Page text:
I started this exercise by collecting together things that I could use to make an impression in the inked plate. I tried using objects such as leaves and string as masks, but the depth of the objects led to a huge halo around each object. I have seen this technique used in the past but with gelatine plates, where the objects can sink a little into the plate. I proceeded by pushing objects into the ink, removing them and then taking a print.
I experimented using textile medium for screen printing and block printing medium. The block printing medium gave a better quality print with richer colour, but the textile medium was better at picking up the finer details. Too much ink on the plate or too much pressure on the back of the paper caused spreading of ink across the print, losing all details.
I tried different papers, and the best prints were made on the smoother cartridge paper as opposed to watercolour or etching paper. The texture of the paper and inability to press too hard on the reverse of the paper made it very difficult to get a good print of the textures as they appeared on the plate. Wetting the paper just led to spreading of the ink and a completely blank print devoid of detail.
My most successful marks were with corrugated cardboard, textured wallpaper, dried slices of lemon, bubble wrap, fern leaves, lace, string and buttons.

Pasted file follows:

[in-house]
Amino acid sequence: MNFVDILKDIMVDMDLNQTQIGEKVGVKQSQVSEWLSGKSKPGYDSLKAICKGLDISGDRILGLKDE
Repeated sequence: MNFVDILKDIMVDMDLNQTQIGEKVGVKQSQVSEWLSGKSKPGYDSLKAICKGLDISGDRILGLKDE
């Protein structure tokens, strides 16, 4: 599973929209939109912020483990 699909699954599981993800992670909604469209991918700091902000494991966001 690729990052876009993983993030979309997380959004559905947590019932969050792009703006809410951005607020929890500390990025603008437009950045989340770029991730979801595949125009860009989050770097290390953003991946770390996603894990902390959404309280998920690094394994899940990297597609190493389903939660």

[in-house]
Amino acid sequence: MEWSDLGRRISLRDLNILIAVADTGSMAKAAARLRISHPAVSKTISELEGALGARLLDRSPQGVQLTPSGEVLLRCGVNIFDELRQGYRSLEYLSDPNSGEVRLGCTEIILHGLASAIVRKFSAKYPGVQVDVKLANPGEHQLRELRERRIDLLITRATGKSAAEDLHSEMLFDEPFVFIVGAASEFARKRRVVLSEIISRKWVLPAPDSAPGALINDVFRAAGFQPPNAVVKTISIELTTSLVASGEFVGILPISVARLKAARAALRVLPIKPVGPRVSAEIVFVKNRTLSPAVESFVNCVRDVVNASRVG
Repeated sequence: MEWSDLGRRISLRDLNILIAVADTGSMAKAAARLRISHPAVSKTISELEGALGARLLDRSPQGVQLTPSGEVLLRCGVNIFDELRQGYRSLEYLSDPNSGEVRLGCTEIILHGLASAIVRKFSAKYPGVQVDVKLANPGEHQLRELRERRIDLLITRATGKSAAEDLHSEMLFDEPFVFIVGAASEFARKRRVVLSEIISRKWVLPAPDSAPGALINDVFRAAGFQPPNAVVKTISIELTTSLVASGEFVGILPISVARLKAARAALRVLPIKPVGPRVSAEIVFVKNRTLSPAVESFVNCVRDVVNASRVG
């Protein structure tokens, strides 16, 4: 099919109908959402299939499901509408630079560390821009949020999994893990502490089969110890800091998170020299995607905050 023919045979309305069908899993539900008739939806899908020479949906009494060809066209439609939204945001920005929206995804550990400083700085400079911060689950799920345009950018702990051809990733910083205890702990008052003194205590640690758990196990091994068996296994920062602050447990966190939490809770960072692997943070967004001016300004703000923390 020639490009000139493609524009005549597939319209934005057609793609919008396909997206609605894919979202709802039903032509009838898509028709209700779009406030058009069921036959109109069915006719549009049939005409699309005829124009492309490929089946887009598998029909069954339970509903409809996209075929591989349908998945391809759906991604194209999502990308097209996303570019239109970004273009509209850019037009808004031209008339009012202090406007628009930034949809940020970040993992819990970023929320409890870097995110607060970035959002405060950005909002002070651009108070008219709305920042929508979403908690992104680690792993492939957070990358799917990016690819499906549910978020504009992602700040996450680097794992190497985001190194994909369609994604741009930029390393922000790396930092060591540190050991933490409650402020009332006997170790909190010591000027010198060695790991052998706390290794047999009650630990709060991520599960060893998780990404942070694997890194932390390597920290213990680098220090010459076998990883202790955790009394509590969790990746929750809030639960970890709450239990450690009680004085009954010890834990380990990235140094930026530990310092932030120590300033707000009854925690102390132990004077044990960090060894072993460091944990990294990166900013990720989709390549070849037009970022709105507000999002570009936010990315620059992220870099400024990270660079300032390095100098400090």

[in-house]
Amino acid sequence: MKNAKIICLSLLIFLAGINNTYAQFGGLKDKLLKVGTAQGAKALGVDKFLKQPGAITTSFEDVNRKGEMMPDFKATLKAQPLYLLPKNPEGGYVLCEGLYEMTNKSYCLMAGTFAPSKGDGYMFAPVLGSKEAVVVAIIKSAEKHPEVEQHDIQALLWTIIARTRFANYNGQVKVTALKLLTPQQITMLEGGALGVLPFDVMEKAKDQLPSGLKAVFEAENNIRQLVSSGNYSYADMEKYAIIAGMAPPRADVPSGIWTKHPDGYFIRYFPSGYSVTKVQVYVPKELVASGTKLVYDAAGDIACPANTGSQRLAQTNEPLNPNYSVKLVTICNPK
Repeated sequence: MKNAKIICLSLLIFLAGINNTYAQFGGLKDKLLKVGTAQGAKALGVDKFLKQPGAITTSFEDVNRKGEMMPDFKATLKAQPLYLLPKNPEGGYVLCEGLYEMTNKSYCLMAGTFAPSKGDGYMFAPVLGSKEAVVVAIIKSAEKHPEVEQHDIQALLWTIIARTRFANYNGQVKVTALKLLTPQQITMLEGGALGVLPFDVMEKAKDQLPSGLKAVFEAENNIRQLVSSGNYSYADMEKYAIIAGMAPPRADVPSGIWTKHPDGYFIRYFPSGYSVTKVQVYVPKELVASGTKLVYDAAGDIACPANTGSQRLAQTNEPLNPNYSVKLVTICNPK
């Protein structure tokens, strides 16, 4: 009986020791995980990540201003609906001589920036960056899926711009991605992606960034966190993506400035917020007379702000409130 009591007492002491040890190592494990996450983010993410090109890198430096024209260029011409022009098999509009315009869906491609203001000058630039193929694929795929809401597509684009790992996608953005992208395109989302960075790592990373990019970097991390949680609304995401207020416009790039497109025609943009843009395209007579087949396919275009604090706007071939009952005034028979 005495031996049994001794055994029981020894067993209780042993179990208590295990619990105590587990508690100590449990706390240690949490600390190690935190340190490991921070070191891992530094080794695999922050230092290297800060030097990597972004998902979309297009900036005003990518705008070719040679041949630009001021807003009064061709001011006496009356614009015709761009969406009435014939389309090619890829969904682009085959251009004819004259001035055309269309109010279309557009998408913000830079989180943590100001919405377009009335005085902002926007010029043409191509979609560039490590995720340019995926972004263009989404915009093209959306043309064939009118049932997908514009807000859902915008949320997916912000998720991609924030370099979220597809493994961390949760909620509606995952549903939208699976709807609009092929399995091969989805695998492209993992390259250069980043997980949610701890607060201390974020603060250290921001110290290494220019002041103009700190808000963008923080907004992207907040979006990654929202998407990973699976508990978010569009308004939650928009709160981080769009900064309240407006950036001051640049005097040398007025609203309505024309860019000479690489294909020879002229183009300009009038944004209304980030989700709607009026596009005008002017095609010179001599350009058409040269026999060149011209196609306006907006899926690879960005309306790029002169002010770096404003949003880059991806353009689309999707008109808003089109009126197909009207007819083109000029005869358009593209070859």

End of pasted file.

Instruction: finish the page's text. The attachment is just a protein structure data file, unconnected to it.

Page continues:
I then started work on a print based on my sketch of Durdle Door pictured in my last blogpost. I made a mask of the main shapes and also drew a reversed image on a sheet of paper to put beneath the glass for the later textured layers in the print. I printed the yellow part of the image in flat colour, and altered the blue by drawing into it with a silicone shaper. Registration marks were drawn directly onto the plate with watersoluble wax crayons in white. I used heavy watercolour paper as I thought it would add to the sandy texture, and the overall quality of the print is better than on cartridge paper.
I worked a few versions of this print, but these are my favourites using a variety of mark making tools including bubble wrap, cotton buds, cocktail sticks, lace and corrugated cardboard.
I also made a simple print of the water on a collage of tissue paper and a similar weight handmade paper.